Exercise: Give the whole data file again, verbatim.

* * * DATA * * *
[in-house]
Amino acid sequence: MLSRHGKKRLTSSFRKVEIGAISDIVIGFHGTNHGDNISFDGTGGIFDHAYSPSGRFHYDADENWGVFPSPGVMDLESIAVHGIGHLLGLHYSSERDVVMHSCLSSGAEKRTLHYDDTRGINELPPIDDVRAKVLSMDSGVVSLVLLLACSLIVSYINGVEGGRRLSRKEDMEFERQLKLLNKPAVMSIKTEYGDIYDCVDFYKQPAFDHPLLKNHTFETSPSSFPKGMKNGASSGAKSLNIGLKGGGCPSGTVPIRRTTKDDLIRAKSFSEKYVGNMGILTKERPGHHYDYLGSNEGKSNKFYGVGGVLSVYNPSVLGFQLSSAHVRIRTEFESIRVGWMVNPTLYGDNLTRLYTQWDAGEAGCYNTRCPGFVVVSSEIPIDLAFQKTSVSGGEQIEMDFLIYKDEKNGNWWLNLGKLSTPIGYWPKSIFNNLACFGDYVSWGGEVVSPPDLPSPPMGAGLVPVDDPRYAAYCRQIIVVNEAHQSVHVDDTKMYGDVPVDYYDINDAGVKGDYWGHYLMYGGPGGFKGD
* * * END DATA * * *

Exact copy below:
[in-house]
Amino acid sequence: MLSRHGKKRLTSSFRKVEIGAISDIVIGFHGTNHGDNISFDGTGGIFDHAYSPSGRFHYDADENWGVFPSPGVMDLESIAVHGIGHLLGLHYSSERDVVMHSCLSSGAEKRTLHYDDTRGINELPPIDDVRAKVLSMDSGVVSLVLLLACSLIVSYINGVEGGRRLSRKEDMEFERQLKLLNKPAVMSIKTEYGDIYDCVDFYKQPAFDHPLLKNHTFETSPSSFPKGMKNGASSGAKSLNIGLKGGGCPSGTVPIRRTTKDDLIRAKSFSEKYVGNMGILTKERPGHHYDYLGSNEGKSNKFYGVGGVLSVYNPSVLGFQLSSAHVRIRTEFESIRVGWMVNPTLYGDNLTRLYTQWDAGEAGCYNTRCPGFVVVSSEIPIDLAFQKTSVSGGEQIEMDFLIYKDEKNGNWWLNLGKLSTPIGYWPKSIFNNLACFGDYVSWGGEVVSPPDLPSPPMGAGLVPVDDPRYAAYCRQIIVVNEAHQSVHVDDTKMYGDVPVDYYDINDAGVKGDYWGHYLMYGGPGGFKGD